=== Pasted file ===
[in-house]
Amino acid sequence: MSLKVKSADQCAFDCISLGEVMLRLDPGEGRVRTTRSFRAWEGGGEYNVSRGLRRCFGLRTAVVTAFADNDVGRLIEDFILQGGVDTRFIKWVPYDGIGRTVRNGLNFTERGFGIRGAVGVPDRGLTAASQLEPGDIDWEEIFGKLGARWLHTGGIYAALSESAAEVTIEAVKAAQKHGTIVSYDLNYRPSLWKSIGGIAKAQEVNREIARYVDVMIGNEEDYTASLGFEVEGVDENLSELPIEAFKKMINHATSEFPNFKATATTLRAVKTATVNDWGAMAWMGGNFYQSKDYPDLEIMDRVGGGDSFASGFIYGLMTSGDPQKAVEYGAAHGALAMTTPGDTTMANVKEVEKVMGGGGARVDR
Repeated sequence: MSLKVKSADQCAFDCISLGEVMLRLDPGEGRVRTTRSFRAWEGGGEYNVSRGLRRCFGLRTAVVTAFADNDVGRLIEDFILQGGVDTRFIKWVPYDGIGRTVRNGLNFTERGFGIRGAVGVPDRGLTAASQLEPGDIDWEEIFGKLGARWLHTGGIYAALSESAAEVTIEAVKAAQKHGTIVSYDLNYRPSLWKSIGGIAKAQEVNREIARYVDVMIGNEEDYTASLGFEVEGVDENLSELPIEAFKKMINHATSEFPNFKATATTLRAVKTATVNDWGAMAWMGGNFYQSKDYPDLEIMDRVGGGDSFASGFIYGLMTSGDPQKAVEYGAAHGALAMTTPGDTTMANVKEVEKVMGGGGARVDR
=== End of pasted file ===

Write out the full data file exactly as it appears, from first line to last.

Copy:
[in-house]
Amino acid sequence: MSLKVKSADQCAFDCISLGEVMLRLDPGEGRVRTTRSFRAWEGGGEYNVSRGLRRCFGLRTAVVTAFADNDVGRLIEDFILQGGVDTRFIKWVPYDGIGRTVRNGLNFTERGFGIRGAVGVPDRGLTAASQLEPGDIDWEEIFGKLGARWLHTGGIYAALSESAAEVTIEAVKAAQKHGTIVSYDLNYRPSLWKSIGGIAKAQEVNREIARYVDVMIGNEEDYTASLGFEVEGVDENLSELPIEAFKKMINHATSEFPNFKATATTLRAVKTATVNDWGAMAWMGGNFYQSKDYPDLEIMDRVGGGDSFASGFIYGLMTSGDPQKAVEYGAAHGALAMTTPGDTTMANVKEVEKVMGGGGARVDR
Repeated sequence: MSLKVKSADQCAFDCISLGEVMLRLDPGEGRVRTTRSFRAWEGGGEYNVSRGLRRCFGLRTAVVTAFADNDVGRLIEDFILQGGVDTRFIKWVPYDGIGRTVRNGLNFTERGFGIRGAVGVPDRGLTAASQLEPGDIDWEEIFGKLGARWLHTGGIYAALSESAAEVTIEAVKAAQKHGTIVSYDLNYRPSLWKSIGGIAKAQEVNREIARYVDVMIGNEEDYTASLGFEVEGVDENLSELPIEAFKKMINHATSEFPNFKATATTLRAVKTATVNDWGAMAWMGGNFYQSKDYPDLEIMDRVGGGDSFASGFIYGLMTSGDPQKAVEYGAAHGALAMTTPGDTTMANVKEVEKVMGGGGARVDR